Obfuscating Canadian tax laws impedes you from claiming your income as your private property. The movie “Arrival” illustrates how they do this. “Arrival” talks about the Sapir-Whorf Hypothesis. It proposes the language you use determines how you think and see the world around you. Canada’s government obfuscates tax laws in writing and through speech. For writing, there are no legal definitions for “income”, “resident”, and “social insurance number”. As for speaking, both the SIN and your name have two legal meanings. However, they sound the same.
The movie is about linguistics professor Louise Banks, played by Amy Adams. She communicates with the extra-terrestrials (ETs) who hover twelve spaceships around Earth. Naturally, governments want to know their purpose. Are they friendly or hostile? Since the ETs have no mouths, they can communicate only in writing. Their writing resemble circular Rorschach ink blots.
The Sapir-Whorf Hypothesis proposes immersing yourself in a language means you can then re-wire your brain1. You start thinking in that language. You might even start dreaming (as Louise did) in that language. In short, Sapir-Whorf proposes the language you speak determines how you think and see the world around you.
The ETs’ written language is precise. However, some on Earth receiving their communications misinterpret it. In “Arrival”, the ETs use a word the Chinese interpret as “weapon”. In contrast, Louise believes it means “tool”. Earth’s fate hinges on which is correct.
English is an imprecise language. Law must be precise. In addition, it is a well-established legal rule that one writes income tax laws in clear, unmistakable language. This most quoted statement by a Canadian court says:
“It is not enough to attain a degree of precision which a person reading in good faith can understand, but it is necessary to attain, if possible, a degree of precision which a person reading in bad faith cannot misunderstand. It is all the better if he cannot pretend to misunderstand it.”
Therefore, it is illogical the Government does not have definitions for “income”, “resident”3, and the SIN used as a “social insurance number”4. Even tax professionals do not understand Canada’s tax laws. Lyman MacInnis, former President of the Institute of Charted Accountants of Ontario5, says in his talk to the Empire Club of Canada:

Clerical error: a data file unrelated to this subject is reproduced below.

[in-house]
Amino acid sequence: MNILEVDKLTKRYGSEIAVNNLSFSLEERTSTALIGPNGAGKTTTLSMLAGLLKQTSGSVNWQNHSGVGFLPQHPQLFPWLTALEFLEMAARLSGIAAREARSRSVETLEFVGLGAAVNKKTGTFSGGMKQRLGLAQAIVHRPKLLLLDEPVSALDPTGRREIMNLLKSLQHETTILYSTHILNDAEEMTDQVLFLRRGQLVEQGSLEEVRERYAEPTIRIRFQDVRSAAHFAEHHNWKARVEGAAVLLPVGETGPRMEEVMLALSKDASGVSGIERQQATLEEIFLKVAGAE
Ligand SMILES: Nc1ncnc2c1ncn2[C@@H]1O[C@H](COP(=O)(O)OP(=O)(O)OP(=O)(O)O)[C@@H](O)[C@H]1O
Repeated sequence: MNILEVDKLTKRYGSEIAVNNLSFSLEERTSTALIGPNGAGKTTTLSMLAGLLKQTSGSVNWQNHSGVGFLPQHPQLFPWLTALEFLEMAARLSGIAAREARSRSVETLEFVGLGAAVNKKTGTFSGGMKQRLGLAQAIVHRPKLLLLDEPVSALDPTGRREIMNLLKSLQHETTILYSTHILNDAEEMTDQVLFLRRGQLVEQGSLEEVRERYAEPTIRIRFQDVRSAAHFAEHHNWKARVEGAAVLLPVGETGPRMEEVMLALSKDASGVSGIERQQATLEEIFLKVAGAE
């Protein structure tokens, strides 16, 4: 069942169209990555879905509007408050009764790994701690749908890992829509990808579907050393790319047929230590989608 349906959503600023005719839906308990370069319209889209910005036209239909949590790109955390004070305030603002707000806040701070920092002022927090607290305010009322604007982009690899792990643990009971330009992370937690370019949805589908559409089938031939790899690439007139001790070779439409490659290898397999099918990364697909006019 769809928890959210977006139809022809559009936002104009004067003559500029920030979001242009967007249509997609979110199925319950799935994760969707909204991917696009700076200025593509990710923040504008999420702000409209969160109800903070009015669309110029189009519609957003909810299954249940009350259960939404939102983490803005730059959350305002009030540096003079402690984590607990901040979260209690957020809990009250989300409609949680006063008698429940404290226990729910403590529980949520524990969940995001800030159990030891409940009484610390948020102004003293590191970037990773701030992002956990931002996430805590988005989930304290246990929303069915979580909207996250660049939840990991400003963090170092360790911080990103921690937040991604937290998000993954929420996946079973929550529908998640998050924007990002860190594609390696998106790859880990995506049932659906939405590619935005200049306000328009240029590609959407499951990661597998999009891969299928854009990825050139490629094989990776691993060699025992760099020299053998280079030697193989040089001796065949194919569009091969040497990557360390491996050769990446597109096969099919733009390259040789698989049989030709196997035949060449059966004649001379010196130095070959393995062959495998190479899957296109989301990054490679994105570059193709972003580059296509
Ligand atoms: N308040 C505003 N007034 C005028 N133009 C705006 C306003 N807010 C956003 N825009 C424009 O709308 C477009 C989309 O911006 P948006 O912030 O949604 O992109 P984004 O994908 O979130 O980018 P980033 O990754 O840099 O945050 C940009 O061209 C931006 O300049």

“The Canadian Income Tax Act is an unmitigated mess! The reason I say that is because it is incomprehensible! It may come as a surprise to some of you that even though it’s the Income Tax Act we’re dealing with here, nowhere in it is “income” defined.”
Apu’s Theory concludes the SIN has two legal meanings. As a Social Insurance Number, it means you agree to being liable for Canada’s “public money”. As a “social insurance number”, it identifies you holding the Income Tax Act / Canada Pension Plan “office”. But why does the Government still keep tax professionals in the dark?
For the Government, it is not enough to obfuscate writing. They also obfuscate speaking about tax law.
When Crown says to you “SIN”, do they mean Social Insurance Number, or do they mean the undefined “social insurance number”?
When Crown says to you what sounds like “Jane Doe” (insert you own name), do they mean “Jane Doe”, a private person, or did they mean “JANE DOE”, which Apu’s Theory concludes is you representing a CPP/ITA “officer”?
Canadian courts agree legal language must be precise. Canada’s Government has deliberately obfuscated tax law in writing and through speech. This impedes you from claiming your income as your private property. Your silence is consent. This converts your paycheque into “public money” belonging to Canada instead of belonging to you.